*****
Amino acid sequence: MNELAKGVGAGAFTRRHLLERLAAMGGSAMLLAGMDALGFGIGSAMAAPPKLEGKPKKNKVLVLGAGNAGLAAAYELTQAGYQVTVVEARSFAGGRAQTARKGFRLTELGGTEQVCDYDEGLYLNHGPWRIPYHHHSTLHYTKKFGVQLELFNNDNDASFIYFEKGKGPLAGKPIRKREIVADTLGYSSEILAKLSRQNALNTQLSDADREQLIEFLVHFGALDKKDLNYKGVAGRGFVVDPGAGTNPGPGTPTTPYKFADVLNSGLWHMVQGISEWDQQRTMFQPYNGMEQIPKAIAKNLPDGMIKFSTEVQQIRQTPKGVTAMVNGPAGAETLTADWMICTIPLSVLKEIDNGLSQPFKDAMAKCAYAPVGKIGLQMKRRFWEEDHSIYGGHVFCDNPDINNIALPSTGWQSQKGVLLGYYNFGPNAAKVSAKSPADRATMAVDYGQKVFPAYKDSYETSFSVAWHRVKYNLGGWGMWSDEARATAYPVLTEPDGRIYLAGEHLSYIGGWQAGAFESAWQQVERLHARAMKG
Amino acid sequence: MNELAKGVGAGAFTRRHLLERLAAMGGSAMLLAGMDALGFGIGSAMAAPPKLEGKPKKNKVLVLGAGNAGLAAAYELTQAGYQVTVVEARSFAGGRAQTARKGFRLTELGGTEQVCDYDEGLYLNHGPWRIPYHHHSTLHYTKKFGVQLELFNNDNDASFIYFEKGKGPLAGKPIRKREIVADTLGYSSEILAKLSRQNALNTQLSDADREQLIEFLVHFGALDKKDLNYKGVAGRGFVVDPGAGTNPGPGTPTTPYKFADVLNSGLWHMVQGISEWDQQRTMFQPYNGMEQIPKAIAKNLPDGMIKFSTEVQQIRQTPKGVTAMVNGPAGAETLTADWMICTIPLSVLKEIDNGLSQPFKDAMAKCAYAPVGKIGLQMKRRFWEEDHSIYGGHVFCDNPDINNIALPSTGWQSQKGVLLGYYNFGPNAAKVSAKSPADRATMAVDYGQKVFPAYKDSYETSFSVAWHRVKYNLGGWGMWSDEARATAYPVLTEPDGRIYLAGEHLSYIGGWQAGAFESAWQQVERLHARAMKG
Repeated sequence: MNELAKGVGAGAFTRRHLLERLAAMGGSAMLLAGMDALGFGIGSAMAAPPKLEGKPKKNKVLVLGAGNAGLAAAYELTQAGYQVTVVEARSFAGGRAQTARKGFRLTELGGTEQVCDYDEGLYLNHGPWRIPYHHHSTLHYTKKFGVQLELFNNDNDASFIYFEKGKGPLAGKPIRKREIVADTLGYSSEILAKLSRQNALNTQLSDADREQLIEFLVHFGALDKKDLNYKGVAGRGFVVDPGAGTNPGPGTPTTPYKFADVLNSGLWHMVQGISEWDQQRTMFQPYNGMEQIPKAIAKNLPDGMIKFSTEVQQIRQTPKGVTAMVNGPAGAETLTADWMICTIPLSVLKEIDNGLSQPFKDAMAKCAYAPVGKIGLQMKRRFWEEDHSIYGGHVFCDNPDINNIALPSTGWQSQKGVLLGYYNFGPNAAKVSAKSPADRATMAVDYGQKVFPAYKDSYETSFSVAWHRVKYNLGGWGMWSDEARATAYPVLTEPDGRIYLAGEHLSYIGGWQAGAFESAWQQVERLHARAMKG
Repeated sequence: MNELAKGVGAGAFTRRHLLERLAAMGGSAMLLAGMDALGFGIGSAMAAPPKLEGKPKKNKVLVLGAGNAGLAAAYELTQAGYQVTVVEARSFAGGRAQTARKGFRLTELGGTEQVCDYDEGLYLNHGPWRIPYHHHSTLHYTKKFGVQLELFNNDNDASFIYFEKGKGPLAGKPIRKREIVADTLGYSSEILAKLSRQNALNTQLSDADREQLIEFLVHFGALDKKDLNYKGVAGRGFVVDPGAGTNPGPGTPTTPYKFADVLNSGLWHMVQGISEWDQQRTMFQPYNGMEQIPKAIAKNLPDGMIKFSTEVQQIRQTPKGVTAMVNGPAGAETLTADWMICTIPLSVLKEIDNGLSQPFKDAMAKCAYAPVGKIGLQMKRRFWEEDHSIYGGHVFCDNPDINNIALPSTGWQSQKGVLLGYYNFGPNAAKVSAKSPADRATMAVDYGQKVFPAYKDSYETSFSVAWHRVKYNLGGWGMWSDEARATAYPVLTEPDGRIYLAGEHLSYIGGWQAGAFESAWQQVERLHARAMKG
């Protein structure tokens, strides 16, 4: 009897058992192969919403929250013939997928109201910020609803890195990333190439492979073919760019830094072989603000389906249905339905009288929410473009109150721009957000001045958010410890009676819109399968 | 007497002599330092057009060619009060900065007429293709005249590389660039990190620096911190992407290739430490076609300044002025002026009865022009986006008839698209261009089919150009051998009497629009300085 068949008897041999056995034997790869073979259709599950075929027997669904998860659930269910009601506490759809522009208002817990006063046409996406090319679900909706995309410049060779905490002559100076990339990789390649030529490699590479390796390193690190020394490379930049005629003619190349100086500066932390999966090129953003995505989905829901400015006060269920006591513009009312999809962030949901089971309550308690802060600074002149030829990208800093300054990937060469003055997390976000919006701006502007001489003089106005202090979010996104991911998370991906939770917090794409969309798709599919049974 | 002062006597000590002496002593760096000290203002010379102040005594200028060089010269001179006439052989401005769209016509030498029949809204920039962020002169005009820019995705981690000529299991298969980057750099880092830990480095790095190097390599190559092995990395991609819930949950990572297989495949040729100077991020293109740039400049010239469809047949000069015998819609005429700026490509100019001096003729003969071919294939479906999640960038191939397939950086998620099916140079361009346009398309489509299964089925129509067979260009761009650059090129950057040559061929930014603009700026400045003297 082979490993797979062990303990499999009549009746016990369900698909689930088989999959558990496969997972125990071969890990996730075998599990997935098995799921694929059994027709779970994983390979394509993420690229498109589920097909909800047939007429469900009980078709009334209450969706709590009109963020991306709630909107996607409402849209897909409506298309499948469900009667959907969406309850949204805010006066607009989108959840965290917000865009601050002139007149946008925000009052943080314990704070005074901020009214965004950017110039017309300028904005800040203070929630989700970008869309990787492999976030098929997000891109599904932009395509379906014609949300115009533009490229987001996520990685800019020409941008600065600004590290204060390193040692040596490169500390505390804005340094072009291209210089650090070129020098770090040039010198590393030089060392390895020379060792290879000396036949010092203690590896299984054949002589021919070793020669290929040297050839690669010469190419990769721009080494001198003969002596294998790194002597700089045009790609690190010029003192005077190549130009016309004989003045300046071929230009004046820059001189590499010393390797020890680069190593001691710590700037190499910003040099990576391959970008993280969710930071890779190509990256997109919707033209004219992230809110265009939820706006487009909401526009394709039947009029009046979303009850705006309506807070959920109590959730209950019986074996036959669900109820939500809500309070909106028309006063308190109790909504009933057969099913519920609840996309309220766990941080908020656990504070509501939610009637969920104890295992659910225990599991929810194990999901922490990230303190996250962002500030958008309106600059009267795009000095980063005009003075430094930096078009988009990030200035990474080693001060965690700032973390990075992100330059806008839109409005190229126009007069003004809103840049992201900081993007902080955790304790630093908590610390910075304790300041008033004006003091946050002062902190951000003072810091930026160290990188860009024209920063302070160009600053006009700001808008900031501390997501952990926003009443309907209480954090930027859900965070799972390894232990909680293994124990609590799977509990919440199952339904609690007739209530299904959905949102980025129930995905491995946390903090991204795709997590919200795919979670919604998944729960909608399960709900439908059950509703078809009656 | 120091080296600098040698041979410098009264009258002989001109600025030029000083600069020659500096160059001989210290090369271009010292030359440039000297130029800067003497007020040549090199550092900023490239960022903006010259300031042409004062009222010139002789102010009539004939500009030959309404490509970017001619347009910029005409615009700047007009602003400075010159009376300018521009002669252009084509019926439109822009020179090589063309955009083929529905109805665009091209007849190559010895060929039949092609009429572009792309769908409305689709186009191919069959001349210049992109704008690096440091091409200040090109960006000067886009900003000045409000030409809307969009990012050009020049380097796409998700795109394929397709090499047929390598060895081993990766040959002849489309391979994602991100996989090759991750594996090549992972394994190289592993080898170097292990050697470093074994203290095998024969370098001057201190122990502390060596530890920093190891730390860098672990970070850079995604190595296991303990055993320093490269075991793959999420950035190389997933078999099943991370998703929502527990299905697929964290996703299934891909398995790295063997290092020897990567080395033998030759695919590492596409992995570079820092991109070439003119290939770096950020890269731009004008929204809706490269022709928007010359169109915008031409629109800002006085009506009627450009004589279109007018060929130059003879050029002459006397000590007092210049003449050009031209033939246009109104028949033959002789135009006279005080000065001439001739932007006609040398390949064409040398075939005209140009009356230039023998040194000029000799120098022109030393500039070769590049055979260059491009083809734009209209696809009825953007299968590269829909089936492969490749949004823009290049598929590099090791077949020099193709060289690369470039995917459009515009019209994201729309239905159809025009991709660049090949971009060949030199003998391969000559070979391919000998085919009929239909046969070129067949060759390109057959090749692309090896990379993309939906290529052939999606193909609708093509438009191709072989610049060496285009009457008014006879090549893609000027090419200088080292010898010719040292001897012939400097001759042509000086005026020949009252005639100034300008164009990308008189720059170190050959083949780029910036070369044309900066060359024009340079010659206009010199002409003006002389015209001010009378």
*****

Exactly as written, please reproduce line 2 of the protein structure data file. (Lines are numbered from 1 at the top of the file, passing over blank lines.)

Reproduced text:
Amino acid sequence: MNELAKGVGAGAFTRRHLLERLAAMGGSAMLLAGMDALGFGIGSAMAAPPKLEGKPKKNKVLVLGAGNAGLAAAYELTQAGYQVTVVEARSFAGGRAQTARKGFRLTELGGTEQVCDYDEGLYLNHGPWRIPYHHHSTLHYTKKFGVQLELFNNDNDASFIYFEKGKGPLAGKPIRKREIVADTLGYSSEILAKLSRQNALNTQLSDADREQLIEFLVHFGALDKKDLNYKGVAGRGFVVDPGAGTNPGPGTPTTPYKFADVLNSGLWHMVQGISEWDQQRTMFQPYNGMEQIPKAIAKNLPDGMIKFSTEVQQIRQTPKGVTAMVNGPAGAETLTADWMICTIPLSVLKEIDNGLSQPFKDAMAKCAYAPVGKIGLQMKRRFWEEDHSIYGGHVFCDNPDINNIALPSTGWQSQKGVLLGYYNFGPNAAKVSAKSPADRATMAVDYGQKVFPAYKDSYETSFSVAWHRVKYNLGGWGMWSDEARATAYPVLTEPDGRIYLAGEHLSYIGGWQAGAFESAWQQVERLHARAMKG